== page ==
CAN THE BODY COVER ITSELF? [Chatzitzah: Min b'Mino]
(Mishnah): If a Kohen was standing on top of Kelim or an animal or another person's feet and he did Kemitzah, it is Pasul.
Zevachim 24a (Tana d'Vei R. Yishmael): Just like a Chatzitzah between the Kohen and the Klei Shares disqualifies, also between him and the floor.
Had the Mishnah taught only about standing on top of Kelim, one might have thought that this is Chotzetz because Kelim are not flesh, but an animal is not a Chatzitzah;
Had the Mishnah taught only about standing on animals, one might have thought that this is Chotzetz, but standing on a person is not.
110a (Mishnah): If one offered Kodshim with the Eimurim attached, he is liable.
Question: Why is he liable? The meat is a Chatzitzah (between the Eimurim and the wood on which he burns them!)
Answer (Rav): Min b'Mino (the same species, i.e. the Eimurim are also meat) is not a Chatzitzah.
Yoma 36a (Beraisa): To do Semichah, one puts both his hands between the animal's horns. Nothing may interrupt between his hands and the Korban.
58a - Version #1 - Question (Rami bar Chama): If one put one bucket inside another, and collected the blood in it, what is the law? Is Min b'Mino a Chatzitzah?
Answer (Mishnah): If he was standing on top of Kelim or an animal or another person's feet, his Avodah is Pasul.
Rejection: A foot is different, for one cannot be Mevatel it (permanently leave it there).
Version #2 - Question (Rami bar Chama): Is holding a bucket with a bucket inside a proper way to serve?
Shabbos 120b (Beraisa): If Hash-m's name was written on a person, and he has a Mitzvah to immerse, he wraps a reed around it and immerses;
R. Yosi says, he immerses normally, as long as he does not rub it.
(Rabah bar Shila): Chachamim forbid Tevilah (immersing) because one may not be naked in front of Hash-m's name.
R. Yosi holds that he covers the name with his hand. Chachamim forbid, lest he forget and remove his hand.
Objection: R. Yosi should also be concerned for this! Rather, all agree that if a reed is available, he must use it. They argue about whether or not he must toil to find a reed:
Menachos 94a: If many partners would wave a Korban at the same time, not everyone could touch the Korban, for others' hands would be in the way. This is a Chatzitzah!
Rambam (Hilchos Bi'as Makdish 5:17): One who serves in the Mikdash must stand on the floor. If there was a Chatzitzah between him and the floor, e.g. Kelim or an animal or another's foot, this disqualifies.
Rambam (Hilchos Ma'aseh ha'Korbanos 9:15): If two brought a Shelamim jointly, one waves with the other's permission. Even if 100 brought it, one waves on behalf of all of them.
Rambam (19:5): One who offers an entire animal outside the Mikdash is liable. Even though he did not separate the Eimurim, the meat of the Korban is not a Chatzitzah. It is as if he burned the Eimurim by themselves.
Rosh (Berachos 3:36): When R. Tam would bathe in hot, clear water and he wanted to drink, he would cover below his heart with a garment when blessing, so his heart would not see his Ervah.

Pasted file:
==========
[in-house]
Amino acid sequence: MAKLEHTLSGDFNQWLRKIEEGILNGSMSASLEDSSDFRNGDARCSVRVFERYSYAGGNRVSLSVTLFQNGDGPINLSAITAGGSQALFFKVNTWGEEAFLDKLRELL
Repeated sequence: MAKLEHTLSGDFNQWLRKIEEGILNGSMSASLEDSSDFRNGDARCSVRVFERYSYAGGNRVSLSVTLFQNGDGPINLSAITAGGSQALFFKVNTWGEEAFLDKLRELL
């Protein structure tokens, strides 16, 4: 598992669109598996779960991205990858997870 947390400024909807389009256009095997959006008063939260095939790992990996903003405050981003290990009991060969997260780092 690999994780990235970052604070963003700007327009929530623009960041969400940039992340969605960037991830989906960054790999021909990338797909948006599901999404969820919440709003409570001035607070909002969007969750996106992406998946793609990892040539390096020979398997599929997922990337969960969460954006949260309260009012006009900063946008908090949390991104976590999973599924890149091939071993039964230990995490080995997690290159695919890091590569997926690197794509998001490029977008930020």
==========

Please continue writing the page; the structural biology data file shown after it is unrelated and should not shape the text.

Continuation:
Terumas ha'Deshen (10): We are more lenient about covering Hash-m's name during Tevilah than regarding covering the head for Berachos. If not for concern lest he forget, we would permit relying on his hand of Tevilah. For Berachos, a Gadol brought from Or Zaru'a that covering the head with the hand does not help. He learns from R. Tam, who used a garment, and not his hands. However, perhaps Berachah are not more stringent. The hand does not help to cover the head, or to separate between his heart and Ervah, because they are all one body. The body cannot cover itself. Regarding Hash-m's name, the hand covers a name. It need not cover the body.
Tosfos (110a DH Min): Above we say that Avodah while standing on another's foot is Pasul. This is because it is not the way to serve.
Tosfos Yeshanim (Yoma 36a DH u'Bilad she'Lo): Toras Kohanim expounds "v'Samach Yado Al Rosho", and not one hand on the other. All the more so something else is Chotzetz!
Shulchan Aruch (OC 74:2): One who is bathing and wants to drink must use a garment below his heart to separate it from his Ervah while blessing. The hands are not a cover.
Magen Avraham (3): For Tevilah the hand is a good cover (for Hash-m's name). Here is different, for it is one Min, and Min b'Mino is not a Chatzitzah. Also, (even for Tevilah) we decree lest he remove his hand!
Rema: Likewise, covering one's head with his hands is not considered covering.
Taz (2): It is not a covering to bless or say words of Kedushah, but it suffices to avoid sitting or walking with an exposed head. For this, the hand helps.
Kaf ha'Chayim (12): Some people are meticulous not to walk with an uncovered head even in the bathhouse. They can cover their heads with their hands.
Be'er Heitev (2, citing Pri Chodosh 2): If Reuven puts his hands over Shimon's heart, this is a valid cover.
Mishnah Berurah (9): The hands do not help for a cover or interruption, unless he clamps his arms.
Shulchan Aruch (3): If one clamps his arms (over his chest), this is an interruption.